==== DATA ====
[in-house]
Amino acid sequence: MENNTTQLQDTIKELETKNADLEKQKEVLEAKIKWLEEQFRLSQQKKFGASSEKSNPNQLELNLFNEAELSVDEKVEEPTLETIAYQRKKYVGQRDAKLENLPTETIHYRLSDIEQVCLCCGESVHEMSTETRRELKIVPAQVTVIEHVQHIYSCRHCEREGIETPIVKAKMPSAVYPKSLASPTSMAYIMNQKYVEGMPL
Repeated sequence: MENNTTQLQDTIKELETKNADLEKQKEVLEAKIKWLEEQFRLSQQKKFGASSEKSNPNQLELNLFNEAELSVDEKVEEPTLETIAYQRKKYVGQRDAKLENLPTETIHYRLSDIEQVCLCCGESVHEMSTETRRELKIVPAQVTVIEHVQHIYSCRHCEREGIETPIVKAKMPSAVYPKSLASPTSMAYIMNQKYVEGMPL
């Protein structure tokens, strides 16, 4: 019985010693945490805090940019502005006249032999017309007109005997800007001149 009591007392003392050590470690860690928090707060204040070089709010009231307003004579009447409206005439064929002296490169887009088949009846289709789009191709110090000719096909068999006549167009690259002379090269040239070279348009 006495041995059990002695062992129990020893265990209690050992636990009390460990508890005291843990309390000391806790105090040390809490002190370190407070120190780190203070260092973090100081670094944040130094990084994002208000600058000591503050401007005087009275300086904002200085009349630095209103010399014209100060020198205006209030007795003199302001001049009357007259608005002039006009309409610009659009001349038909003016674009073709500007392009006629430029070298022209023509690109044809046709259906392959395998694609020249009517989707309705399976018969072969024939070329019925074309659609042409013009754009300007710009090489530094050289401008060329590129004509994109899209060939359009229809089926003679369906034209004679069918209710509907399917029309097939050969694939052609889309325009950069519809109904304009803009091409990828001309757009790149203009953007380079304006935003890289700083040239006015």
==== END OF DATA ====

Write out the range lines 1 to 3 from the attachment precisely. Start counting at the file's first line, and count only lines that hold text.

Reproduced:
[in-house]
Amino acid sequence: MENNTTQLQDTIKELETKNADLEKQKEVLEAKIKWLEEQFRLSQQKKFGASSEKSNPNQLELNLFNEAELSVDEKVEEPTLETIAYQRKKYVGQRDAKLENLPTETIHYRLSDIEQVCLCCGESVHEMSTETRRELKIVPAQVTVIEHVQHIYSCRHCEREGIETPIVKAKMPSAVYPKSLASPTSMAYIMNQKYVEGMPL
Repeated sequence: MENNTTQLQDTIKELETKNADLEKQKEVLEAKIKWLEEQFRLSQQKKFGASSEKSNPNQLELNLFNEAELSVDEKVEEPTLETIAYQRKKYVGQRDAKLENLPTETIHYRLSDIEQVCLCCGESVHEMSTETRRELKIVPAQVTVIEHVQHIYSCRHCEREGIETPIVKAKMPSAVYPKSLASPTSMAYIMNQKYVEGMPL